Interstellar Travel

SPACE, as Douglas Adams pointed out in “The Hitchhiker’s Guide to the Galaxy”, is big. Really big. It is so big, in fact, that even science fiction struggles to make sense of it. Most sci-fi waves away the problem of the colossal distances between stars by appealing to magic, in the form of some kind of faster-than-light hyperdrive, hoping readers will forgive the nonsense in favour of enjoying a good story.

But there are scientists, engineers and science-fiction writers out there who like a challenge. On October 22nd a small but dedicated audience gathered at the Royal Astronomical Society (RAS) in London to hear some of them discuss the latest ideas about how interstellar travel might be made to work in the real world. The symposium was a follow-up to a larger shindig held earlier this year in San Diego.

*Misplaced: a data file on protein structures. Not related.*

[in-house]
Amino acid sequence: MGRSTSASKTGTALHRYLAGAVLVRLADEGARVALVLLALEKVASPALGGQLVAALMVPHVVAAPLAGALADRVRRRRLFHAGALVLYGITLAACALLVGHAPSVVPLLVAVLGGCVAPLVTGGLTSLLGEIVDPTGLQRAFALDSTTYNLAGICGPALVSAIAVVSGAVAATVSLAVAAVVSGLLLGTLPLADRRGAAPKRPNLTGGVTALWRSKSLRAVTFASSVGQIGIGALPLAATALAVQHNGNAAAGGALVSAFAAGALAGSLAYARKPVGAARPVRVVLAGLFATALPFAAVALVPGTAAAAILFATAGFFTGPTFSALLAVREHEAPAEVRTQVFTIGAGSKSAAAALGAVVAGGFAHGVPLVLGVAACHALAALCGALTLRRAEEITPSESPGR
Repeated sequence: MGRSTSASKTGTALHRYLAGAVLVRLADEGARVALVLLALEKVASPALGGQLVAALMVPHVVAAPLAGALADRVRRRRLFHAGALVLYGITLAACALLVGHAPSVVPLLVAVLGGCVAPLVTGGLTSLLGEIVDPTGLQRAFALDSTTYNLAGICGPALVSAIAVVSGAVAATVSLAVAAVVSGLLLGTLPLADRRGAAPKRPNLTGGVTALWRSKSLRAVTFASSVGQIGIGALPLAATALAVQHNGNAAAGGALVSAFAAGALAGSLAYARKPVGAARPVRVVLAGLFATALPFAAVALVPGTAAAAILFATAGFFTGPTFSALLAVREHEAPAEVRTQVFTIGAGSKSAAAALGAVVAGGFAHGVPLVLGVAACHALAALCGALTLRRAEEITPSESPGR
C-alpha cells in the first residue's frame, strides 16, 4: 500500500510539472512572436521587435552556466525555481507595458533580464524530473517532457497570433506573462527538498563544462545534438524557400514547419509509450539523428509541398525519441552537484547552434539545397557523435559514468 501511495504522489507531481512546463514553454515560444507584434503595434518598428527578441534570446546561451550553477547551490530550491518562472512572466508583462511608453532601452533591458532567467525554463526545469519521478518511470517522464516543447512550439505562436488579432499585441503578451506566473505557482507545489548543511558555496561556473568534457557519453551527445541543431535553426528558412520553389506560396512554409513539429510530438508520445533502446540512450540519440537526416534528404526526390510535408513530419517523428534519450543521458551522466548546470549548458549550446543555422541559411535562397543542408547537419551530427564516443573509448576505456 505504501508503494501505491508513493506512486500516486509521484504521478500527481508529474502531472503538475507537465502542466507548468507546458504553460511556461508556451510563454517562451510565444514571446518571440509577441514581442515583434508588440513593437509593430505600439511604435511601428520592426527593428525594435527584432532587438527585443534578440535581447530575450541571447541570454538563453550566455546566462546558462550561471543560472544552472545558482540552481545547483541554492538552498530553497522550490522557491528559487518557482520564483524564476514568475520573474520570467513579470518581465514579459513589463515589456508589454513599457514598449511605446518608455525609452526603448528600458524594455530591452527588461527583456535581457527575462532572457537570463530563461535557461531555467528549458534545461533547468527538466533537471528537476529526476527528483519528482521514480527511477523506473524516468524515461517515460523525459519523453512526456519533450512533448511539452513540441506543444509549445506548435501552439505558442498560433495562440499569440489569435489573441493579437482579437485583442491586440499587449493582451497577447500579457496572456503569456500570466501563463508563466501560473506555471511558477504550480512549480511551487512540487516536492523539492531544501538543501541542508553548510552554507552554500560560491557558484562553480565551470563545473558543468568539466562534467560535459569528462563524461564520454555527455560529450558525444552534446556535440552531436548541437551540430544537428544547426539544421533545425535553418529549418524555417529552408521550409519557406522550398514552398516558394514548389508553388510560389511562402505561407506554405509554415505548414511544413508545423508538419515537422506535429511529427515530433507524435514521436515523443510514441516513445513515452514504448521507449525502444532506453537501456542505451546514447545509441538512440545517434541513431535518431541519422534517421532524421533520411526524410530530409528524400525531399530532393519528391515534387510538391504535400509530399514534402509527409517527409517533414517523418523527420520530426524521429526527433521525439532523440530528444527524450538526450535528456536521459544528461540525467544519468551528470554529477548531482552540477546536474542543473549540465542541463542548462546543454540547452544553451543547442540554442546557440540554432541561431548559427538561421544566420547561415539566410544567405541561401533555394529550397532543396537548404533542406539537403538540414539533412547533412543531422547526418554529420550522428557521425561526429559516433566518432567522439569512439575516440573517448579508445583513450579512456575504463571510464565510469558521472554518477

Starship research is enjoying something of a boom. “A few years ago, there was only one organisation in the world working on interstellar travel,” Jim Benford, a microwave physicist and former fusion researcher, told the conference. “Now there are five.” The following day many of the speakers at the event would visit the British Interplanetary Society (BIS, the venerable organisation of which Dr Benford spoke) to discuss design details for a starship named Icarus. 1

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  1. The draw of interstellar travel seems to hit everyone, including Nobel-winning economists (albeit while but brash collegians.)

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